According to a report by the Sacramento Bee and McClatchy, Xavier Becerra, California’s attorney general, is said to be preparing a lawsuit against the Trump administration over such threats.
The sanctuary bill, known as the California Values Act, would add a new element to the standoff.
California already curtails how police can work with immigration officials. But supporters say the new measure is needed to reinforce the division.
“The Trump administration’s immigration agenda depends on coercing local law enforcement to be their force multipliers,” said Jennie Pasquarella, director of immigrants’ rights for the A.C.L.U. of California. “This bill says that in California, ‘We are not going to be those force multipliers.’”
Some law enforcement leaders are warning about unintended consequences. A primary concern, they say, is that the bill blocks jails from telling immigration agents about inmates who have in some cases committed serious crimes.
As a result, said Cory Salzillo, legislative director of the California State Sheriffs’ Association, federal arrests of unauthorized immigrants could shift from the jails into the communities, a more volatile setting.
“They’re going to find them wherever they are,” Mr. Salzillo said. “If it’s in the jail you don’t have this potential for collateral impacts on other persons.”
On Sunday, Mr. Brown said California’s approach needed to strike a balance between people who arrived in the state illegally years ago and created productive lives, and others who had committed serious crimes.
He rejected the word “sanctuary” to describe that aim.
“As a former seminarian, I have a very clear image of the sanctuary,” he told NBC’s Chuck Todd. “It’s in a church. It conjures up medieval sanctuary places. And it says more than a specific set of legislative requirements, which the goal here is to block and not to collaborate with abuse of federal power. That’s the goal.”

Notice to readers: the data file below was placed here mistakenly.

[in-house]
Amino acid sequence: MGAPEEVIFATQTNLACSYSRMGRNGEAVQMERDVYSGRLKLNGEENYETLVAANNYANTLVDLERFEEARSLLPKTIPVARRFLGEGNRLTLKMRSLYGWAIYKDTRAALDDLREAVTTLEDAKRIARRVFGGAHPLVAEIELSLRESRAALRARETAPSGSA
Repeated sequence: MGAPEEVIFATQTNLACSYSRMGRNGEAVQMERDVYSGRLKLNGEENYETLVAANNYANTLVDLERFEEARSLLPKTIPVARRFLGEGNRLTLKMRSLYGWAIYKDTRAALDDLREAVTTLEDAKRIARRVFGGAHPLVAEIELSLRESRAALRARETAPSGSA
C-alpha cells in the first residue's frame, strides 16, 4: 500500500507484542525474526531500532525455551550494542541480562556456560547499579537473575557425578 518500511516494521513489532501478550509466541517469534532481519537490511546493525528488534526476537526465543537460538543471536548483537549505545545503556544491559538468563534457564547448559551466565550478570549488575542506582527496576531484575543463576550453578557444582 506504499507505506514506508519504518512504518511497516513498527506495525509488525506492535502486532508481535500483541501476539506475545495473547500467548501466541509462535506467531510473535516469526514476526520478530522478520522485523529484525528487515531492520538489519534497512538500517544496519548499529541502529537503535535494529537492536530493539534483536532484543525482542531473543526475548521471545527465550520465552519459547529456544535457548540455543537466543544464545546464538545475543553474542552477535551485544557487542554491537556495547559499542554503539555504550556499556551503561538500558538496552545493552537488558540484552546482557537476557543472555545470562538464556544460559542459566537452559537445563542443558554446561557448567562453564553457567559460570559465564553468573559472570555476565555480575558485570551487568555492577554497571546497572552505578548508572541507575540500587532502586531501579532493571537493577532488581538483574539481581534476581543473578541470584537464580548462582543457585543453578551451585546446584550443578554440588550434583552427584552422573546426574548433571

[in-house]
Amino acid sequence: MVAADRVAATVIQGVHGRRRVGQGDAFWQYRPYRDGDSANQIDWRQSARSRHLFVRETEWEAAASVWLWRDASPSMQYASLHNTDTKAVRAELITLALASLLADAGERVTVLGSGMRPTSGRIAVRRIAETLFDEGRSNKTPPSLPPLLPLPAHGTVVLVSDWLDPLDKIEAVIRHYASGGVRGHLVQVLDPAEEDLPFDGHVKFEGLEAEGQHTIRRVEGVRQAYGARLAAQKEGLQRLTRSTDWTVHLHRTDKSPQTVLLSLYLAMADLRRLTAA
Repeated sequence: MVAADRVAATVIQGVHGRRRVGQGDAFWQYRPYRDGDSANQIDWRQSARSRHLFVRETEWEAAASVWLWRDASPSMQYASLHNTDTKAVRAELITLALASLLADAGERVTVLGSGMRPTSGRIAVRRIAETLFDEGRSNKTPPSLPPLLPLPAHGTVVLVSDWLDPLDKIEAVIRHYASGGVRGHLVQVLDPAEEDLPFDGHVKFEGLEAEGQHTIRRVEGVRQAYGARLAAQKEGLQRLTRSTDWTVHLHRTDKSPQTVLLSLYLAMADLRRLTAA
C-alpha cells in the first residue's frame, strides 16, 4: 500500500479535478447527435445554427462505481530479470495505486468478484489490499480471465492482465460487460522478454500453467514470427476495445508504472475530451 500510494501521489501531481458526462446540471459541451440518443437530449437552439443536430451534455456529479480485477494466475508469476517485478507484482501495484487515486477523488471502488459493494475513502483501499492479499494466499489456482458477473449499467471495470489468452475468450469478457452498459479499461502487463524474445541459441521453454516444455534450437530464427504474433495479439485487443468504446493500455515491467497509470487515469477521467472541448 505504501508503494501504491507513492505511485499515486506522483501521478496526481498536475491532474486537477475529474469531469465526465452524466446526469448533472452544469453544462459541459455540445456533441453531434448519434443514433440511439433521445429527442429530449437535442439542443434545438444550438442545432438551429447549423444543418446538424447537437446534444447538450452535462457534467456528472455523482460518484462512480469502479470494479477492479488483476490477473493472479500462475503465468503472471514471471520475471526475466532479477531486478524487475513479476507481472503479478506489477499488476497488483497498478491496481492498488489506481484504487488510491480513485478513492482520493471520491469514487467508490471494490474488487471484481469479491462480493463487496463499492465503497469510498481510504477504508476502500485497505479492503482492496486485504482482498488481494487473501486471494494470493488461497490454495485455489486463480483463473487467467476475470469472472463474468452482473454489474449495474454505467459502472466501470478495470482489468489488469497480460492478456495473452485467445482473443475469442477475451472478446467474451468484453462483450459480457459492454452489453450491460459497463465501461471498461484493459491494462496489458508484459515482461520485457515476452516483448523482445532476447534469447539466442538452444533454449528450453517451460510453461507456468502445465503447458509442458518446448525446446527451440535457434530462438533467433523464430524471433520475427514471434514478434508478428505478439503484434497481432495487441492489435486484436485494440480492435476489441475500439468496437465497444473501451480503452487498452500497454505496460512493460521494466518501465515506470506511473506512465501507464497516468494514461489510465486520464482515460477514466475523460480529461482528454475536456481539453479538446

(Please note: We regularly highlight articles on news sites that have limited access for nonsubscribers.)
• After a yearslong legal battle, a court ruled that a billionaire landowner could not block public access to Martins Beach, south of San Francisco. [San Francisco Chronicle]
• “Jerry Brown talks a green game. So why isn’t California tougher on these polluters?” [Opinion | Los Angeles Times]
• Get lost in this visualization of California’s $183 billion budget — from taxes to spending. [CALmatters]
• In a United Nations ranking of well-being, San Jose led among American cities — with San Francisco and San Diego close behind. [Bloomberg]
• The arrest of an immigrant who had just dropped his daughter off at a Los Angeles school drew national attention. Now an appeals court has thrown out his deportation order. [Los Angeles Times]
• A man who was robbed then dragged to his death behind a car in Oakland was a musician known for his whimsical songs. [East Bay Times]
• “His clothes and his hair were on fire.” A man climbed an electrical transmission tower in Santa Rosa and got a powerful shock. [The Press Democrat]
• Why superfast trains and self-driving cars could restructure daily life: where people live, what jobs they hold, how cities expand over time. [The New York Times]
• A Berkeley start-up is tapping into the opportunities of telemedicine. So far, it has sold 6,000 digital stethoscopes. [The New York Times]
• Mark Zuckerberg has batted down rumors that he’ll run for public office. But his ambitions are grander than you think, writes Nick Bilton. [Vanity Fair]
• Google canceled a meeting because of employees’ concerns that “they may be ‘outed’ publicly for asking a question.” [The New York Times]
• Here’s a ranking of San Francisco’s five favorite restaurants. [San Francisco Business Times]
• The wait is over in Los Angeles. “Hamilton,” Lin-Manuel Miranda’s wildly popular musical, has arrived. [Los Angeles Times]
And Finally …
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